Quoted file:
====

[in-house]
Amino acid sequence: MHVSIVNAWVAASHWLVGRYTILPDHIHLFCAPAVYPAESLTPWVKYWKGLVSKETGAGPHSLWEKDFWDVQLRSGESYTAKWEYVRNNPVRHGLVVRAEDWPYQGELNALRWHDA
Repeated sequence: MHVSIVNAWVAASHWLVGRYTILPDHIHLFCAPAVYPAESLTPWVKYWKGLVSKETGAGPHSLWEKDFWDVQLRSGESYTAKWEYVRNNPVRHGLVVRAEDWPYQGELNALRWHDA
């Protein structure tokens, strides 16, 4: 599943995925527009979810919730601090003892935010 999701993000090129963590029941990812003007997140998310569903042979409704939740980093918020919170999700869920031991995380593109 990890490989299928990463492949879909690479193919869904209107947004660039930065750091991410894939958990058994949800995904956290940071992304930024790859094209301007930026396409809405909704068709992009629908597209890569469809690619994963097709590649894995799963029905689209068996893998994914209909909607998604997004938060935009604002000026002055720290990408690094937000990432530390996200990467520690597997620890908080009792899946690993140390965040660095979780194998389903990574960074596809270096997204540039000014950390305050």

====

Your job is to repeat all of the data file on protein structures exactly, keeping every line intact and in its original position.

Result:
[in-house]
Amino acid sequence: MHVSIVNAWVAASHWLVGRYTILPDHIHLFCAPAVYPAESLTPWVKYWKGLVSKETGAGPHSLWEKDFWDVQLRSGESYTAKWEYVRNNPVRHGLVVRAEDWPYQGELNALRWHDA
Repeated sequence: MHVSIVNAWVAASHWLVGRYTILPDHIHLFCAPAVYPAESLTPWVKYWKGLVSKETGAGPHSLWEKDFWDVQLRSGESYTAKWEYVRNNPVRHGLVVRAEDWPYQGELNALRWHDA
């Protein structure tokens, strides 16, 4: 599943995925527009979810919730601090003892935010 999701993000090129963590029941990812003007997140998310569903042979409704939740980093918020919170999700869920031991995380593109 990890490989299928990463492949879909690479193919869904209107947004660039930065750091991410894939958990058994949800995904956290940071992304930024790859094209301007930026396409809405909704068709992009629908597209890569469809690619994963097709590649894995799963029905689209068996893998994914209909909607998604997004938060935009604002000026002055720290990408690094937000990432530390996200990467520690597997620890908080009792899946690993140390965040660095979780194998389903990574960074596809270096997204540039000014950390305050």